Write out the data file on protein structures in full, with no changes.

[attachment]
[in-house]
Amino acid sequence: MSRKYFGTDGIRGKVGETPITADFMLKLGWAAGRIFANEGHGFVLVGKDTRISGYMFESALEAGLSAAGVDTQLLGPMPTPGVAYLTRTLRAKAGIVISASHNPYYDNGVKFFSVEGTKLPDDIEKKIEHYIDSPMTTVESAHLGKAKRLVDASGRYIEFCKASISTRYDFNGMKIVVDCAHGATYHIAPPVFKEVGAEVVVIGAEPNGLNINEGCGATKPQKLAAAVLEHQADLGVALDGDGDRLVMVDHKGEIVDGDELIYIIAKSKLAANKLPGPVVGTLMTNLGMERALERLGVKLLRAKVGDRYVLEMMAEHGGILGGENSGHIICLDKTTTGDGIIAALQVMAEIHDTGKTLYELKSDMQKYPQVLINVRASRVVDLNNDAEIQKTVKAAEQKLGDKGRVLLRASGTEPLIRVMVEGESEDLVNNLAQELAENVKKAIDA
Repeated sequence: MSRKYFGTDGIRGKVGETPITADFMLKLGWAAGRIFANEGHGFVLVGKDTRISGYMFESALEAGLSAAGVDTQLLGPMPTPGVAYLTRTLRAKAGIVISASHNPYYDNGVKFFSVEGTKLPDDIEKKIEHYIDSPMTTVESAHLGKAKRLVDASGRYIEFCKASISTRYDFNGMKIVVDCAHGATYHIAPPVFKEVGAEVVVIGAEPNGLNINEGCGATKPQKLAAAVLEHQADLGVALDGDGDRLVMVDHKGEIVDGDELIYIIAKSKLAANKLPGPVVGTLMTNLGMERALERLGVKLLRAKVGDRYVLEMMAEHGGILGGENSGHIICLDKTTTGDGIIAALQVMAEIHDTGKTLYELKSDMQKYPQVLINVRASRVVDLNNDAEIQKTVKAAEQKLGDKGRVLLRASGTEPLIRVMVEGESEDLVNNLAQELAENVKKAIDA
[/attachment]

[in-house]
Amino acid sequence: MSRKYFGTDGIRGKVGETPITADFMLKLGWAAGRIFANEGHGFVLVGKDTRISGYMFESALEAGLSAAGVDTQLLGPMPTPGVAYLTRTLRAKAGIVISASHNPYYDNGVKFFSVEGTKLPDDIEKKIEHYIDSPMTTVESAHLGKAKRLVDASGRYIEFCKASISTRYDFNGMKIVVDCAHGATYHIAPPVFKEVGAEVVVIGAEPNGLNINEGCGATKPQKLAAAVLEHQADLGVALDGDGDRLVMVDHKGEIVDGDELIYIIAKSKLAANKLPGPVVGTLMTNLGMERALERLGVKLLRAKVGDRYVLEMMAEHGGILGGENSGHIICLDKTTTGDGIIAALQVMAEIHDTGKTLYELKSDMQKYPQVLINVRASRVVDLNNDAEIQKTVKAAEQKLGDKGRVLLRASGTEPLIRVMVEGESEDLVNNLAQELAENVKKAIDA
Repeated sequence: MSRKYFGTDGIRGKVGETPITADFMLKLGWAAGRIFANEGHGFVLVGKDTRISGYMFESALEAGLSAAGVDTQLLGPMPTPGVAYLTRTLRAKAGIVISASHNPYYDNGVKFFSVEGTKLPDDIEKKIEHYIDSPMTTVESAHLGKAKRLVDASGRYIEFCKASISTRYDFNGMKIVVDCAHGATYHIAPPVFKEVGAEVVVIGAEPNGLNINEGCGATKPQKLAAAVLEHQADLGVALDGDGDRLVMVDHKGEIVDGDELIYIIAKSKLAANKLPGPVVGTLMTNLGMERALERLGVKLLRAKVGDRYVLEMMAEHGGILGGENSGHIICLDKTTTGDGIIAALQVMAEIHDTGKTLYELKSDMQKYPQVLINVRASRVVDLNNDAEIQKTVKAAEQKLGDKGRVLLRASGTEPLIRVMVEGESEDLVNNLAQELAENVKKAIDA